Uncategorized - January 6, 2019
Running Myth #4 Running is bad for your knees

Running is a highly popular physical activity with millions of regular participants globally.1 Compared with other types of sport and exercise, running alleviates many barriers to being physically active.2 It is easily accessible and convenient, making it an attractive and time efficient form of exercise. Regular running also provides numerous health benefits, both physically and mentally.2,3 In fact, runners have a 25-40% reduced risk of premature mortality and live approximately 3 years longer than non-runners.2 With regular physical activity having been shown to prevent up to 35 chronic conditions, including type 2 diabetes, coronary heart disease, stroke and depression4, running is a great way to improve your health.

Despite so many potential health benefits, running is frequently suggested to be associated with negative longer-term impact on the health of your knees.5

Many runners are asked the question…

“Why do you run so much? Isn’t running bad for your knees?”

With the repetitive nature of running over long distances, and the accumulative load this places on your knees, you can understand why many people may believe this to be true.

Whilst the knee is one of the most frequent sites of overuse injury in runners6, there is a growing amount of research evidence that demonstrates running, at least at a recreational level, is not linked with the eventual development of knee osteoarthritis (OA).1,7,8,9,10 Given that knee OA is associated with significant pain and impaired quality of life and the well-known health benefits of consistent endurance running, this is good news for runners.

 A recent systematic review reported that a history of recreational level running was associated with a lower prevalence of knee OA (3.5%) compared with sedentary individuals (10.2%).1 Conversely the same study reported that runners with a long history (>15 years) of running at a high competitive level (i.e. elite international competition) may have an equivalent risk of developing knee OA (13.3%) as non runners.1 Another recent study also reported a lower prevalence of knee OA amongst a group of active marathoner runners.7 People in this study included runners who had completed at least 5 marathons and were currently running a minimum of 16km per week.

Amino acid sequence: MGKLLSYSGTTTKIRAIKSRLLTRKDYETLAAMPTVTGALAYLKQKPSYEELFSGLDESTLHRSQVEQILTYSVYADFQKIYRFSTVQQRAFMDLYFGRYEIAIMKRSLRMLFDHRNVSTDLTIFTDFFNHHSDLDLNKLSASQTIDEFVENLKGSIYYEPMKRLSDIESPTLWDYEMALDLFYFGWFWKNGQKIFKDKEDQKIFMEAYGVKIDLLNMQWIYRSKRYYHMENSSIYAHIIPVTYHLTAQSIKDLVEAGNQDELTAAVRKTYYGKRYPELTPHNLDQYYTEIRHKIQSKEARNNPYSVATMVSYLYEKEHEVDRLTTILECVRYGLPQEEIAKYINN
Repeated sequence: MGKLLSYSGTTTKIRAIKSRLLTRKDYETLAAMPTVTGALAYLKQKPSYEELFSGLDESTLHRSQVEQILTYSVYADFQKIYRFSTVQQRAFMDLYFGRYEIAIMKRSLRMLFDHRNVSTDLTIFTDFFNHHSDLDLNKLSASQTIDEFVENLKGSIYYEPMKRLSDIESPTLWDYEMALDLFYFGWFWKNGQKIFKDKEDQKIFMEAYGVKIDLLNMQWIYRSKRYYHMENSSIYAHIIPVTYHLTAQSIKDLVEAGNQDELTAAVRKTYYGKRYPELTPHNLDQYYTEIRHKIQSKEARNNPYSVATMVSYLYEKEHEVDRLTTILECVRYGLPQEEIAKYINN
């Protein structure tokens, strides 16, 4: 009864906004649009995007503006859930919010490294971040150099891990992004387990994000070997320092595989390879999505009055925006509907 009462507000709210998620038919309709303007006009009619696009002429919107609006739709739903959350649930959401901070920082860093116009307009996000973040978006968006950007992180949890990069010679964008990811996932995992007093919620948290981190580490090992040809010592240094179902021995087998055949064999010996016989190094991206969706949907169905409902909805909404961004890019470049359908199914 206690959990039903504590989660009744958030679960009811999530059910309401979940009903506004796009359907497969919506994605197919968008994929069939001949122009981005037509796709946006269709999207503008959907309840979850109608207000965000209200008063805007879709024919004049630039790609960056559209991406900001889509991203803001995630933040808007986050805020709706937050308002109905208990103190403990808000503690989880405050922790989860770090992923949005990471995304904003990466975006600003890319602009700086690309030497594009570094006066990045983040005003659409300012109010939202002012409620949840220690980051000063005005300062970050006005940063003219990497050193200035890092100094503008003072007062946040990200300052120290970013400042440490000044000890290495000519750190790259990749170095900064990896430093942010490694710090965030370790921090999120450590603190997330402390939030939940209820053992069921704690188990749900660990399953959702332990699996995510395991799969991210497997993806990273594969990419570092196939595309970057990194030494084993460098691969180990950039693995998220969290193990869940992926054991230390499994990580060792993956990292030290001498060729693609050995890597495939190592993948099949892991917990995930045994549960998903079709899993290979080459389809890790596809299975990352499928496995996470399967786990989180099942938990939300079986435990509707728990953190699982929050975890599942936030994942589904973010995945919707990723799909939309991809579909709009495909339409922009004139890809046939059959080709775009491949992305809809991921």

So what does this mean for current runners?

It appears that regular running at a recreational level up to and including marathons, may have a protective effect against the development of knee OA, whilst long exposure to high volume and/or high intensity running may increase the risk of knee OA development.1,7 As to where the ideal ‘sweet spot’ lies in regards to running load (i.e. intensity, volume and frequency) to maximise the health of your knees remains unclear, and further high quality research is needed.1

It is important to remember that other individual factors, including older age, excessive body mass, heavy occupational workload and previous knee injury can predispose a person to an increased risk of developing knee OA.1 The influence of these risk factors on the development of knee OA in runners is also yet to be determined.1

What if you already have knee OA?

Whilst the substantial benefits of regular exercise for the management of knee OA are well established11, there is currently very little research examining the effect of continuing to run, or commencing a running program following a diagnosis of knee OA.12 Uncertainty as to whether running with pre-existing knee OA accelerates disease progression exists in both the general population and amongst health care professionals.5 Fear of causing pain or further joint degeneration likely leads many runners to significantly reduce their running volume or quit altogether following a diagnosis of knee OA.5

To date, only one study has examined the effects of continued running on the pain and disability associated with knee OA. Self-selected running in individuals of a least 50 years of age does not appear to accelerate the progression of knee OA.12 In fact, runners with OA demonstrated more improvement in knee pain compared to non-runners with OA, but it is unclear whether running participation helped to reduce pain or was a sign that someone was managing better.12 More research is needed to guide runners with knee OA as to the optimal intensity and volume of running.5